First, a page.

Jodine Rosenberg

SickKids, Toronto, Ontario, Canada

Are you Jodine Rosenberg?

Claim your profile

Publications (2)10.38 Total impact

  • [Show abstract] [Hide abstract]
    ABSTRACT: To retrospectively evaluate the technical success, safety, and outcomes of radiologically guided retrograde percutaneous gastrostomy and gastrojejunostomy tube placements in terms of weight gain and growth in children with gastroschisis, omphalocele, and/or congenital diaphragmatic hernia (CDH). Research ethics board approval, with waived informed patient consent, was obtained for review of the data of 37 children (17 male, 20 female; age range, 1-20 months; mean age, 4.3 months) in whom gastrostomy or gastrojejunostomy tubes were inserted between 1995 and 2004. Twenty-two patients had CDH, eight had gastroschisis, five had omphalocele, and two had both CDH and omphalocele. The technical success and complications of the procedures were recorded. Tube maintenance problems were analyzed separately from postprocedural complications. Initial and final patient growth percentiles were compared by using a one-sided paired Student t test. Thirty-six of the 38 procedures performed in the 37 patients were successful. There were three intraprocedural complications (two cases of access difficulty, one case of bleeding) and three major complications (one skin and prosthetic material infection, one track loss during tube replacement, one delayed gastrostomy track closure necessitating surgery). Sixteen patients had at least one minor complication (cellulitis, feeding intolerance, skin-site bleeding, intussusception). Twenty-two patients had at least one tube maintenance problem. All patients gained weight (mean weight gain, 4.7 kg) after the procedure, with a significant increase in growth percentile (average increase, 6.5%; P = .029). Radiologically guided percutaneous gastrostomy and gastrojejunostomy tube placements in children with gastroschisis, omphalocele, and/or CDH are associated with high success rates and low major complication rates. Although tube maintenance problems and minor complications are common, use of gastrostomy and gastrojejunostomy tubes effectively improves nutritional support.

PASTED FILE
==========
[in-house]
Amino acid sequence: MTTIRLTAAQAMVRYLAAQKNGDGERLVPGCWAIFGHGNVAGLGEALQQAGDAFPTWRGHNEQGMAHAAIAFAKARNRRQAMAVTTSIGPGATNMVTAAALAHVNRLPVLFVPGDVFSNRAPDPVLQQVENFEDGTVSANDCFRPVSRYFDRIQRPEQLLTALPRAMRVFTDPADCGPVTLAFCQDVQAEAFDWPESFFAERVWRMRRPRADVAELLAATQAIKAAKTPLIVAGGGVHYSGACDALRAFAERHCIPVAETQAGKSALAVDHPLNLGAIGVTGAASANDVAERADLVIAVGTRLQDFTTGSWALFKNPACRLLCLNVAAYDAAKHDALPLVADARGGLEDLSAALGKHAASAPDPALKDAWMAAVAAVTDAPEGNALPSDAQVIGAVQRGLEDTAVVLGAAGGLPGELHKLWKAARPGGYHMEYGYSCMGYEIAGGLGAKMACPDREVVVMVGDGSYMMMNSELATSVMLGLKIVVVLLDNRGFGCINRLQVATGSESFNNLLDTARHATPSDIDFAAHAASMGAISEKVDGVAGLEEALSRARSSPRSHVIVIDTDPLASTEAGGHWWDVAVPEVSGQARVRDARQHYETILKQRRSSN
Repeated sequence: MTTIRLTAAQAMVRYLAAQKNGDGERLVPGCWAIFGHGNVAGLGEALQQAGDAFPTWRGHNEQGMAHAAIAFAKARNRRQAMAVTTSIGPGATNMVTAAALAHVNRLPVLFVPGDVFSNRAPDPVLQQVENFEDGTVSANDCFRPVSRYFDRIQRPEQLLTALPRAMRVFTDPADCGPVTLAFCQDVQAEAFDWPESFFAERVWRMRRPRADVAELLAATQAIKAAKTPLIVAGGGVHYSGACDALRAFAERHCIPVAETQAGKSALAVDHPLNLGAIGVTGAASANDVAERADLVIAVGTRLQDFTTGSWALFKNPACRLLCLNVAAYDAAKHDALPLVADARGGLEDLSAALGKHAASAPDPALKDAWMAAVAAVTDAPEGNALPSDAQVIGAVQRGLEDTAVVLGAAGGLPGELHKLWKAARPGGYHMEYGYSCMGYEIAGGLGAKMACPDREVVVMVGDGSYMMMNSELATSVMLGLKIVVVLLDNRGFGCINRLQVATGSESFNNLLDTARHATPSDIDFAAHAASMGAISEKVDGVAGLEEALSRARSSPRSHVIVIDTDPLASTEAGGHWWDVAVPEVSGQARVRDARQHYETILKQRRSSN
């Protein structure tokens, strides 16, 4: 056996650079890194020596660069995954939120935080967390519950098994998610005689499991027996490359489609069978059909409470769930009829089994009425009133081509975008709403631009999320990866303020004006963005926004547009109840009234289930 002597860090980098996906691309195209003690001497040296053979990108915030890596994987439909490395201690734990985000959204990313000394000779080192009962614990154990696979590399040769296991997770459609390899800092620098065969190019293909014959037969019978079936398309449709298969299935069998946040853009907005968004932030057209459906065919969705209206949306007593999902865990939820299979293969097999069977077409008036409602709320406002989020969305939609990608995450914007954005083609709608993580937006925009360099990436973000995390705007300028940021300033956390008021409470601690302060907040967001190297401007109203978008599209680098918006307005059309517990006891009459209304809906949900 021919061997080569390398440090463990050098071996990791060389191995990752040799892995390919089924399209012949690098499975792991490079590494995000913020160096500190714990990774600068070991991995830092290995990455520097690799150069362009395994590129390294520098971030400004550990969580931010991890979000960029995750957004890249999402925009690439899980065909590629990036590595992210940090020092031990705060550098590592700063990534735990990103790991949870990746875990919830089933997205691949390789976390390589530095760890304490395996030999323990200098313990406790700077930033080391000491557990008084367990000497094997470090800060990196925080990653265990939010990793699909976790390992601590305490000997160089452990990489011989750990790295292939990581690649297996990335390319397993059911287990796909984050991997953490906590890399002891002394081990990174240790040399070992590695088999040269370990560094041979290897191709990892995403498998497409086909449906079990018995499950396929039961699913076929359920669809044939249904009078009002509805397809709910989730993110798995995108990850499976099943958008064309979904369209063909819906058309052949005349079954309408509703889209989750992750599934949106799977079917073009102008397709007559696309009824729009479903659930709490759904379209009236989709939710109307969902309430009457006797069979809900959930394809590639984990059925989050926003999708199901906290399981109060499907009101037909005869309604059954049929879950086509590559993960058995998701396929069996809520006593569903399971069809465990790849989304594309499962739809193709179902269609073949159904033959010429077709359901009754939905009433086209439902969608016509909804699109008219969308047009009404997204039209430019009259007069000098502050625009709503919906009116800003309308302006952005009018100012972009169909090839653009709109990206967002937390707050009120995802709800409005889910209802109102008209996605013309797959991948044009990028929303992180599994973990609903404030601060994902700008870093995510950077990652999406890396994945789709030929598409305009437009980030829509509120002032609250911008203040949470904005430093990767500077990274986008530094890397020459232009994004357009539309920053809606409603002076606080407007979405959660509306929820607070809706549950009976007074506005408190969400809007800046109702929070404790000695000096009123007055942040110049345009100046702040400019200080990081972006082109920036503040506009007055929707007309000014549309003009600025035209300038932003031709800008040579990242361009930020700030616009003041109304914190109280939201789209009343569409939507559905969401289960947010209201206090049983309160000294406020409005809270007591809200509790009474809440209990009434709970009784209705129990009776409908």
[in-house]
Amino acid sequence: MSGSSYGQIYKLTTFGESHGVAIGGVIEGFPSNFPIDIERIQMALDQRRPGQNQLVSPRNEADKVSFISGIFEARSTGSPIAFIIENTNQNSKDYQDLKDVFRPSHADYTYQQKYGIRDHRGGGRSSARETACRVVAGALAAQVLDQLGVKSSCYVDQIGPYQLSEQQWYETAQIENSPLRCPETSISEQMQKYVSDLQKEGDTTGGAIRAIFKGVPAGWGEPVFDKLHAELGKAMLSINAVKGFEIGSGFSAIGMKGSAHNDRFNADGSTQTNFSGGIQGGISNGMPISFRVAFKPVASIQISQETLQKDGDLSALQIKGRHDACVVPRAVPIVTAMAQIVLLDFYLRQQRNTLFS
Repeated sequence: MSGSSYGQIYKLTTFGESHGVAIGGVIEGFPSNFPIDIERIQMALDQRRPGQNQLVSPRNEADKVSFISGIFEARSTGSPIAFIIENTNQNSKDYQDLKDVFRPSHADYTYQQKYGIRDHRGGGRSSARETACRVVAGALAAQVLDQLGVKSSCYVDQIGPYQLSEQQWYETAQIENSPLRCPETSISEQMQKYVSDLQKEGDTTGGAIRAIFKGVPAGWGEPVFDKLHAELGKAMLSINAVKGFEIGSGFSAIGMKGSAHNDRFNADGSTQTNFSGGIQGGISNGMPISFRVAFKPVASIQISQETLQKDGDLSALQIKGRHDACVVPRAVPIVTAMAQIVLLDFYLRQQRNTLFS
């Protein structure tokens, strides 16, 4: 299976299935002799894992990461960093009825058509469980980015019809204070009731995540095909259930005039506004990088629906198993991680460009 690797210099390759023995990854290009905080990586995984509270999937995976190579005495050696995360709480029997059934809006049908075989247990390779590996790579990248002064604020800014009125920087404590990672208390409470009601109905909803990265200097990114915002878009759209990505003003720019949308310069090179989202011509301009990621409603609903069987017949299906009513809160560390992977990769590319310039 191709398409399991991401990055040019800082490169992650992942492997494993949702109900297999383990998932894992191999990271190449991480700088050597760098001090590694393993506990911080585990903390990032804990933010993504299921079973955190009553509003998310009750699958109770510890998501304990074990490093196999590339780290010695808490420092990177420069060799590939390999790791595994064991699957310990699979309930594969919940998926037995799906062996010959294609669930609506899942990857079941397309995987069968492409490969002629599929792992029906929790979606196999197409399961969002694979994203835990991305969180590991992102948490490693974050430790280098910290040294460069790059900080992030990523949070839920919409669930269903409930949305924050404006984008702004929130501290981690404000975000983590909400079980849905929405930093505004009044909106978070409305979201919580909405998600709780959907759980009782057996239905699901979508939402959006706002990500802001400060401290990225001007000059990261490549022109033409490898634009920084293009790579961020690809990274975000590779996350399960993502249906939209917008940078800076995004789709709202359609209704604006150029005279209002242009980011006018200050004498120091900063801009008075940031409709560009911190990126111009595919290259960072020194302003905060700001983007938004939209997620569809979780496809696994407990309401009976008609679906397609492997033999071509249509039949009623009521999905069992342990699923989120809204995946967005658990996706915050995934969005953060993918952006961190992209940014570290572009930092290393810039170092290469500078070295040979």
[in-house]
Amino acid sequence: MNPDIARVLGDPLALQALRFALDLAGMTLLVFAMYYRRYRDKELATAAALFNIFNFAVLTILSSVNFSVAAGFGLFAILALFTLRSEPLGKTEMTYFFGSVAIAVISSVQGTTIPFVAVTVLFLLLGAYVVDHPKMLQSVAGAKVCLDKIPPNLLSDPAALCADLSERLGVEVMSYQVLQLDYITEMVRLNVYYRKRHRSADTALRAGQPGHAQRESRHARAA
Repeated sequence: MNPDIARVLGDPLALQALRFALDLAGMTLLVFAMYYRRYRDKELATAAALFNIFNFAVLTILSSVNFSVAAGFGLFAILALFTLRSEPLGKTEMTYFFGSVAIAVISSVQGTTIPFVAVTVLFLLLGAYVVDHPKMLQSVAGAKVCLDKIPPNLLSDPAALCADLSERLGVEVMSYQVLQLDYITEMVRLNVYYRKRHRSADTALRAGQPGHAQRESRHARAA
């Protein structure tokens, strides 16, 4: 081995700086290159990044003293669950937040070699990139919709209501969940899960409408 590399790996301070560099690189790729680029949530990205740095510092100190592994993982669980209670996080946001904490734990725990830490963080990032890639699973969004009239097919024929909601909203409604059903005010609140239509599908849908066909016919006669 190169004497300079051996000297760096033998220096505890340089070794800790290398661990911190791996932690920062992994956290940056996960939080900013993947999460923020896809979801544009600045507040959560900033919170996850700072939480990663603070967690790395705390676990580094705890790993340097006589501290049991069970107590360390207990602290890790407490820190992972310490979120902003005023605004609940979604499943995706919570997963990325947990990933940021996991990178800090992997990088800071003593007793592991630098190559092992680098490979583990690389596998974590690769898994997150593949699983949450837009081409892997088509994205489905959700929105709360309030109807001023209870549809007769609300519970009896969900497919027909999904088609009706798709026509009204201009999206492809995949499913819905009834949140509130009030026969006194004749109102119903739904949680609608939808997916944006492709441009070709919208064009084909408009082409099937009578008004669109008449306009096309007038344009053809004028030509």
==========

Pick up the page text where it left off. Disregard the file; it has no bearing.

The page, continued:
Radiology 08/2008; 248(1):247-53. DOI:10.1148/radiol.2481061193 · 6.87 Impact Factor
  • Source
    Grace Yoon · Jodine Rosenberg · Susan Blaser · Katherine A Rauen
    [Show abstract] [Hide abstract]
    ABSTRACT: Cardio-facio-cutaneous syndrome (CFC) is a multiple congenital anomaly disorder characterized by craniofacial dysmorphia, ectodermal abnormalities, congenital heart defects, and developmental and growth delay. Neurological complications associated with CFC remain to be clearly defined. Recent discovery of causative mutations in genes of the MAPK pathway (BRAF, MEK1, and MEK2) now permit accurate molecular diagnosis of CFC. The aim of the study was to characterize neurological features of participants with molecularly-confirmed CFC. Medical records, and laboratory and imaging data were reviewed for 39 mutation-positive individuals with CFC. Participants with a clinical diagnosis of CFC but a negative result on mutation screening of the BRAF, MEK1, and MEK2 genes were excluded from the study. Mean age of participants was 9 years 4 months (range 18 mo-24 y); there were 24 females and 15 males. Mutations in B RA F were present in 32 participants, MEK1 in five, and MEK2 in two participants. Hypotonia, motor delay, speech delay, and learning disability were universally present in this cohort. Macrocephaly was present in 13 participants, ptosis in 11, strabismus in 14, and nystagmus in 11 of the 22 participants who underwent a neurological exam. Corticospinal tract findings were present in seven participants. Ventriculomegaly or hydrocephalus was present in 14 of 32 participants who underwent brain imaging. Other findings on magnetic resonance imaging included prominent Virchow-Robin spaces (n=6), abnormal myelination (n=4), and structural anomalies (n=5). Seizures were present in 15 participants. No specific genotype-phenotype correlation was observed.
    Developmental Medicine & Child Neurology 01/2008; 49(12):894-9. DOI:10.1111/j.1469-8749.2007.00894.x · 3.51 Impact Factor

Publication Stats

40 Citations
10.38 Total Impact Points


  • 2008
    • SickKids
      Toronto, Ontario, Canada
    • University of California, San Francisco
      • Division of Medical Genetics
      San Francisco, CA, United States